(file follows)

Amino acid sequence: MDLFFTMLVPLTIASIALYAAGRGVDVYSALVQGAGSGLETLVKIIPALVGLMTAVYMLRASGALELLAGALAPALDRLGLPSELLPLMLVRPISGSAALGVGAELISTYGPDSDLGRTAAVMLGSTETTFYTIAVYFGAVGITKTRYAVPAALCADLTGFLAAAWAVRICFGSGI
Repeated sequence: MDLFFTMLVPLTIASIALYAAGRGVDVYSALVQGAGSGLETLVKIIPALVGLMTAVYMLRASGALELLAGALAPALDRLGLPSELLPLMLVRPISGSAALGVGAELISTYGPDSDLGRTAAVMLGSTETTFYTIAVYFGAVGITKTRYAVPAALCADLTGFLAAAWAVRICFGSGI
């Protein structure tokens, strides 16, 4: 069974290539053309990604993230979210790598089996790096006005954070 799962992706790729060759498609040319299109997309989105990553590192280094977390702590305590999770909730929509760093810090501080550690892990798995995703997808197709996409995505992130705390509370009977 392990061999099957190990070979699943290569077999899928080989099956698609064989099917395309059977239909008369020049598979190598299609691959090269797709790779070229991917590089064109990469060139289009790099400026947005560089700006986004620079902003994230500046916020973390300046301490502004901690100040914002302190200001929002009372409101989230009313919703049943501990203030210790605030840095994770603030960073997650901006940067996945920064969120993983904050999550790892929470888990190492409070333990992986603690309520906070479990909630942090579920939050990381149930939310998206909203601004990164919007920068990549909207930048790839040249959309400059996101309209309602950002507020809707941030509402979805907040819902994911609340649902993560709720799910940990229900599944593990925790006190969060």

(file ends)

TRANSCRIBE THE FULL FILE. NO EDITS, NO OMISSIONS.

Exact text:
Amino acid sequence: MDLFFTMLVPLTIASIALYAAGRGVDVYSALVQGAGSGLETLVKIIPALVGLMTAVYMLRASGALELLAGALAPALDRLGLPSELLPLMLVRPISGSAALGVGAELISTYGPDSDLGRTAAVMLGSTETTFYTIAVYFGAVGITKTRYAVPAALCADLTGFLAAAWAVRICFGSGI
Repeated sequence: MDLFFTMLVPLTIASIALYAAGRGVDVYSALVQGAGSGLETLVKIIPALVGLMTAVYMLRASGALELLAGALAPALDRLGLPSELLPLMLVRPISGSAALGVGAELISTYGPDSDLGRTAAVMLGSTETTFYTIAVYFGAVGITKTRYAVPAALCADLTGFLAAAWAVRICFGSGI
């Protein structure tokens, strides 16, 4: 069974290539053309990604993230979210790598089996790096006005954070 799962992706790729060759498609040319299109997309989105990553590192280094977390702590305590999770909730929509760093810090501080550690892990798995995703997808197709996409995505992130705390509370009977 392990061999099957190990070979699943290569077999899928080989099956698609064989099917395309059977239909008369020049598979190598299609691959090269797709790779070229991917590089064109990469060139289009790099400026947005560089700006986004620079902003994230500046916020973390300046301490502004901690100040914002302190200001929002009372409101989230009313919703049943501990203030210790605030840095994770603030960073997650901006940067996945920064969120993983904050999550790892929470888990190492409070333990992986603690309520906070479990909630942090579920939050990381149930939310998206909203601004990164919007920068990549909207930048790839040249959309400059996101309209309602950002507020809707941030509402979805907040819902994911609340649902993560709720799910940990229900599944593990925790006190969060």